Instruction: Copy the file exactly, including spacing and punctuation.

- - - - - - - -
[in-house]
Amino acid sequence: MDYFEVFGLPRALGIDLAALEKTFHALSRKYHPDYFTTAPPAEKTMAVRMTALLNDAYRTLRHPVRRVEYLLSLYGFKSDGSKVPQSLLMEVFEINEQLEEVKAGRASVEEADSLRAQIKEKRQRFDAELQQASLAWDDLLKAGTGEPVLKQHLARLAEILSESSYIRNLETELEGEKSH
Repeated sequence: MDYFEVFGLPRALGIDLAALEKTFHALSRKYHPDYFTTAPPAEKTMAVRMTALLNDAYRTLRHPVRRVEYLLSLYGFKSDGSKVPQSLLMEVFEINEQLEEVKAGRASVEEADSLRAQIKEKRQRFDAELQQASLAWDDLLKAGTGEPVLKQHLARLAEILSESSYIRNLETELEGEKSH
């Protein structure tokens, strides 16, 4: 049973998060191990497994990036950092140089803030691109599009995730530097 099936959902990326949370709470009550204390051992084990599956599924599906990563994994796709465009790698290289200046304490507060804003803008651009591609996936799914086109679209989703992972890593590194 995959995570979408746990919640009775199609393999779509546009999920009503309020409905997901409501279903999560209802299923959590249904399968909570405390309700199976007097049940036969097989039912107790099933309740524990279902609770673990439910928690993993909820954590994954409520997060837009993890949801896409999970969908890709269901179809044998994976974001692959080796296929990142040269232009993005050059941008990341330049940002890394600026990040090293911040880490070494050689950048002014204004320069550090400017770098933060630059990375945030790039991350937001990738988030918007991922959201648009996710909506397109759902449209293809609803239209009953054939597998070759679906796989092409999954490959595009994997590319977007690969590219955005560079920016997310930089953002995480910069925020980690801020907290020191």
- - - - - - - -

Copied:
[in-house]
Amino acid sequence: MDYFEVFGLPRALGIDLAALEKTFHALSRKYHPDYFTTAPPAEKTMAVRMTALLNDAYRTLRHPVRRVEYLLSLYGFKSDGSKVPQSLLMEVFEINEQLEEVKAGRASVEEADSLRAQIKEKRQRFDAELQQASLAWDDLLKAGTGEPVLKQHLARLAEILSESSYIRNLETELEGEKSH
Repeated sequence: MDYFEVFGLPRALGIDLAALEKTFHALSRKYHPDYFTTAPPAEKTMAVRMTALLNDAYRTLRHPVRRVEYLLSLYGFKSDGSKVPQSLLMEVFEINEQLEEVKAGRASVEEADSLRAQIKEKRQRFDAELQQASLAWDDLLKAGTGEPVLKQHLARLAEILSESSYIRNLETELEGEKSH
């Protein structure tokens, strides 16, 4: 049973998060191990497994990036950092140089803030691109599009995730530097 099936959902990326949370709470009550204390051992084990599956599924599906990563994994796709465009790698290289200046304490507060804003803008651009591609996936799914086109679209989703992972890593590194 995959995570979408746990919640009775199609393999779509546009999920009503309020409905997901409501279903999560209802299923959590249904399968909570405390309700199976007097049940036969097989039912107790099933309740524990279902609770673990439910928690993993909820954590994954409520997060837009993890949801896409999970969908890709269901179809044998994976974001692959080796296929990142040269232009993005050059941008990341330049940002890394600026990040090293911040880490070494050689950048002014204004320069550090400017770098933060630059990375945030790039991350937001990738988030918007991922959201648009996710909506397109759902449209293809609803239209009953054939597998070759679906796989092409999954490959595009994997590319977007690969590219955005560079920016997310930089953002995480910069925020980690801020907290020191």